1302009 Informal Interpretation

Date:
Rule:
801.10(c)(1)
Staff:
Michael Verne
Response/Comments:

Acquisitions made after the one year period that was filed for should be calculated using the 45 days prior to the acquisition(s) during the five year period. The locked in market price is only for the one year prior to expiration of the notification.

Question

From:(Redacted)

Sent: Thursday,February 21, 2013 3:34 PM

To: Verne, B. Michael; Walsh,Kathryn

Subject:RE: SOT - Stock Question

Sorry for the confusedsentence structure in my last email. Please ignore. (I hit send by accidentand before I looked at my note). Let me try again.

Suppose that the stock price increases in #3, so thatthe lowest closing price in the 45 days prior tothe acquisition is$150 per share. Ifwe measured the marketprice based on the 45 days prior to the acquisition, the marketprice of the shares already held wouldbe $150M. In other words, the current holdings would already exceed the $100 million(as adjusted) threshold and- it would seem-- X could lock in the 5-year grace periodat that point by acquiring a singleshare. I think thatthis is an allowable reading of 801.13(a)(2)and 801.10(c)(1). Am I correct?

From: (Redacted)

Sent:Thursday, February 21, 2013 3:08 PM

To: 'Verne, B. Michael';Walsh, Kathryn

Subject: RE: SOT- Stock Question

Mike,

Thanks. Just to play this out, if the stock price increasesin #3, so that the lowest closingprice in the 45 days prior to theacquisition is $150 per share,so that value of the stock held priorto the acquisition is $150M and already exceedsthe $100 million (as adjusted)threshold, assuming that it is permissiblecalculate the price based on the 45 days prior tothe acquisition. If that isthe case, X could lock in the 5-year grace periodby acquiring a single share of stock.Do I have this right?

From: Verne, B. Michael [mailto:MVERNE@ftc.gov]

Sent: Thursday, February21, 2013 2:49 PM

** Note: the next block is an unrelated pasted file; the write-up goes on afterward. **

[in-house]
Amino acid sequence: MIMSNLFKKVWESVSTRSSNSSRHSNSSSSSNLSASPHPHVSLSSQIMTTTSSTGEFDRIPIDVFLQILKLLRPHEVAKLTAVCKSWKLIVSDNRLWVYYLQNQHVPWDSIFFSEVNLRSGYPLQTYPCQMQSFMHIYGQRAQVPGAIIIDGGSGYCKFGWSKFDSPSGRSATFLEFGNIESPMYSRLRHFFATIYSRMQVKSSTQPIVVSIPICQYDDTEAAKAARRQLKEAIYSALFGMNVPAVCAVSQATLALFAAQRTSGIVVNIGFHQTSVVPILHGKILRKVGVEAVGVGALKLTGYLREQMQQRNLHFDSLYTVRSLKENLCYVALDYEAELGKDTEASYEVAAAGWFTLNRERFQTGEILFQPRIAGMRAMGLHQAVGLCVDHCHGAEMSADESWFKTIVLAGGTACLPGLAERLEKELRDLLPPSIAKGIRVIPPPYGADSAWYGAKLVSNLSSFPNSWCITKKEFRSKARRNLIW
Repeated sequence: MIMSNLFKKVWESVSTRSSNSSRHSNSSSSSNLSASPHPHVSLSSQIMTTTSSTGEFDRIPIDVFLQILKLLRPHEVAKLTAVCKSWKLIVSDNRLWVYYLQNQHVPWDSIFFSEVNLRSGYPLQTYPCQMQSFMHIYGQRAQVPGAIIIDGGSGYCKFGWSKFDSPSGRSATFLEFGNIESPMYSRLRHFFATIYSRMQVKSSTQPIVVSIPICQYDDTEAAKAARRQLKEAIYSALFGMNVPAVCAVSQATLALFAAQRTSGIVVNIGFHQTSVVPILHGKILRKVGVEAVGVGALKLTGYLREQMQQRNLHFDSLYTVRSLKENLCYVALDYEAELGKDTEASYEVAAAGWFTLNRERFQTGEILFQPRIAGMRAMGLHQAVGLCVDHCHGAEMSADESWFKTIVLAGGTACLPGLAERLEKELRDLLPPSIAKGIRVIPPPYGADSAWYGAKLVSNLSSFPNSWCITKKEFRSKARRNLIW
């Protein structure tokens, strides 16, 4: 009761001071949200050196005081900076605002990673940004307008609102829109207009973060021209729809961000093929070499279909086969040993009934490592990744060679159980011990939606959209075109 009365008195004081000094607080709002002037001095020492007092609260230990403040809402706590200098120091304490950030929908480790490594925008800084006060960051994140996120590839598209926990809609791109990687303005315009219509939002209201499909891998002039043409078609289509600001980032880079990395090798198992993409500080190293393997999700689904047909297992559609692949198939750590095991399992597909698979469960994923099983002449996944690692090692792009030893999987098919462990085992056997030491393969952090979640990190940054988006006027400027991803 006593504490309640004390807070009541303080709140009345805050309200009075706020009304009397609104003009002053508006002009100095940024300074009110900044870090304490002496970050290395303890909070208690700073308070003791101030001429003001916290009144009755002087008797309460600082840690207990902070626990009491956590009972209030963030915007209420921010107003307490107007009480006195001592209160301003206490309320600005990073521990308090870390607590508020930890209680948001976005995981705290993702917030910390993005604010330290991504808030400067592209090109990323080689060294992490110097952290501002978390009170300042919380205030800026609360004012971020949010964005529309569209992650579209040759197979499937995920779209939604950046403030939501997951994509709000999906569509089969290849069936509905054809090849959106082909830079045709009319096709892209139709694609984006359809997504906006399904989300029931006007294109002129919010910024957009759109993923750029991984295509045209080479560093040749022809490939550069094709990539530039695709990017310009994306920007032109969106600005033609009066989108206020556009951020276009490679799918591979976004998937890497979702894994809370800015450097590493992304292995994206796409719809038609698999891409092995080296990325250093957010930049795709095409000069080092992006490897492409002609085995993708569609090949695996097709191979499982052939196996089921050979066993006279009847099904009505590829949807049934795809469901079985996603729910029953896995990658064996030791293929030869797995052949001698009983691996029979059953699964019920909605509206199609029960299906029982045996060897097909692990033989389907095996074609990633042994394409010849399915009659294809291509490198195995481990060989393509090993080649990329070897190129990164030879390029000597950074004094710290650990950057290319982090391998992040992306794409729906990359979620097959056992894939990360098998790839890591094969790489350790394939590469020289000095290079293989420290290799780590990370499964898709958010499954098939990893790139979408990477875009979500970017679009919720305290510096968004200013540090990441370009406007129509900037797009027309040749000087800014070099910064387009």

To: (Redacted); Walsh, Kathryn

Subject:RE: SOT- Stock Question

Jeff- you use the 45 days prior to the 803.5(a) noticefor the stock acquired duringthe year following notification as well as the stock alreadyheld. The whole pointof calculating it prior to filing is to lock in a value. Sothe value of the stock held after the acquisition duringthe first year would be 2.5 MM x$70= $175 MM, exceeding the $100 million(as adjusted) threshold and allowing additional acquisitions up to the $500 million (as adjusted)threshold during the 5 year period.The language you reference in #3 of using either the 45 day periodprior to the notice or the 45 day period prior to the acquisition is laying out how you value the stock if it is reportable (45 days prior to the notice) or non-reportable (45 days priorto the acquisition).

From: (Redacted)

Sent: Thursday, February 21, 2013 2:05 PM

To:Verne, B. Michael;Walsh, Kathryn

Subject: SOT- Stock Question

Mike and Kate:

Thanks, as always, for addressing these questions. Here is a situation I want to run by you.

1.Natural person, X, files an HSR on January 1. X alreadyholds 1,000,000 shares of stock with a current marketprice of $70 per share. (Marketprice being calculated by the lowest price in the 45 days before the 803.5(a) notice is sent).

2. Xintends to acquire an additional1,500,000 in additional shares in the 12 monthsfollowing expiration of the HSRwaiting period. Soat the "market price" calculated off the 803.5(a) notice, X will exceedthe $100 million, as adjusted, threshold. X files at that higher threshold.

3. X, in fact, acquires the 1,500,000 shares in the 12 monthsfollowing the expiration of the HSR waitingperiod. However, the "market price" of the stock dropped to $35 per share, asmeasured by the lowest closing price in the 45 days prior to the acquisition.

It seems tome that, under 801.10(c)(1), to calculate the "market price" for the stock held and acquired in (3), we canuse either the lowestclosing bid price in the 45 days prior to the acquisition, or the lowest closingbid price in the 45 daysprior to the 803.5(a)notice. Do I have this right? This is important to determine whetherthe $100 millionwas exceeded in the 12 monthsfollowing the termination of the waiting period,so the 5 year grace period is locked in.

It would certainly seem unfair if the person were denied the benefit of the 5 year periodby a facts beyond his control. (Both the stock price and the timing of thepurchases, which are subject to restriction by the SEC).

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Informal interpretations provide guidance from previous staff interpretations on the applicability of the HSR rules to specific fact situations. You should not rely on them as a substitute for reading the Act and the Rules themselves. These materials do not, and are not intended to, constitute legal advice.

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